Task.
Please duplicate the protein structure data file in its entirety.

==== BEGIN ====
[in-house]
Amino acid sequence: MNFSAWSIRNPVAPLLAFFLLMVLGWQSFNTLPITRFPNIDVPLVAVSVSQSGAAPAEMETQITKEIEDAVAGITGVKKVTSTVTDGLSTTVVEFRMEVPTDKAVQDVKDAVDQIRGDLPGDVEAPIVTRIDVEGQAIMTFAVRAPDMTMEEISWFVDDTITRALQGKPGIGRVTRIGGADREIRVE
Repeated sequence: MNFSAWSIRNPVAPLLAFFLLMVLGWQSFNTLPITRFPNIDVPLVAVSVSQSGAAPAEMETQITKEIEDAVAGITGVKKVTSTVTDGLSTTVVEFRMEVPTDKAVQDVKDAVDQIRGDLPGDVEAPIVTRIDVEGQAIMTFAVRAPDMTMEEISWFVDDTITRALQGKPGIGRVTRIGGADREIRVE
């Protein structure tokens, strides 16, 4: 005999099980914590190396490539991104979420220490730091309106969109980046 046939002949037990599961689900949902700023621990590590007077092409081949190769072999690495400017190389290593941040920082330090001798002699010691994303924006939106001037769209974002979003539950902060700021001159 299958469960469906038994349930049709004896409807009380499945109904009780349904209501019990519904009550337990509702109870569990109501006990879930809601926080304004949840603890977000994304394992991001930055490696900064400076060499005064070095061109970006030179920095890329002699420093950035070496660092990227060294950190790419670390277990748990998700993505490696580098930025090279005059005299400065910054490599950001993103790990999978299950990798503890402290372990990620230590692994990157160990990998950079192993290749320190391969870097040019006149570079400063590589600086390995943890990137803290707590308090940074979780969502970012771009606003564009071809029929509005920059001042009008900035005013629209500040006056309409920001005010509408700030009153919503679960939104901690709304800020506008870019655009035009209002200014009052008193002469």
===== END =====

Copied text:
[in-house]
Amino acid sequence: MNFSAWSIRNPVAPLLAFFLLMVLGWQSFNTLPITRFPNIDVPLVAVSVSQSGAAPAEMETQITKEIEDAVAGITGVKKVTSTVTDGLSTTVVEFRMEVPTDKAVQDVKDAVDQIRGDLPGDVEAPIVTRIDVEGQAIMTFAVRAPDMTMEEISWFVDDTITRALQGKPGIGRVTRIGGADREIRVE
Repeated sequence: MNFSAWSIRNPVAPLLAFFLLMVLGWQSFNTLPITRFPNIDVPLVAVSVSQSGAAPAEMETQITKEIEDAVAGITGVKKVTSTVTDGLSTTVVEFRMEVPTDKAVQDVKDAVDQIRGDLPGDVEAPIVTRIDVEGQAIMTFAVRAPDMTMEEISWFVDDTITRALQGKPGIGRVTRIGGADREIRVE
């Protein structure tokens, strides 16, 4: 005999099980914590190396490539991104979420220490730091309106969109980046 046939002949037990599961689900949902700023621990590590007077092409081949190769072999690495400017190389290593941040920082330090001798002699010691994303924006939106001037769209974002979003539950902060700021001159 299958469960469906038994349930049709004896409807009380499945109904009780349904209501019990519904009550337990509702109870569990109501006990879930809601926080304004949840603890977000994304394992991001930055490696900064400076060499005064070095061109970006030179920095890329002699420093950035070496660092990227060294950190790419670390277990748990998700993505490696580098930025090279005059005299400065910054490599950001993103790990999978299950990798503890402290372990990620230590692994990157160990990998950079192993290749320190391969870097040019006149570079400063590589600086390995943890990137803290707590308090940074979780969502970012771009606003564009071809029929509005920059001042009008900035005013629209500040006056309409920001005010509408700030009153919503679960939104901690709304800020506008870019655009035009209002200014009052008193002469």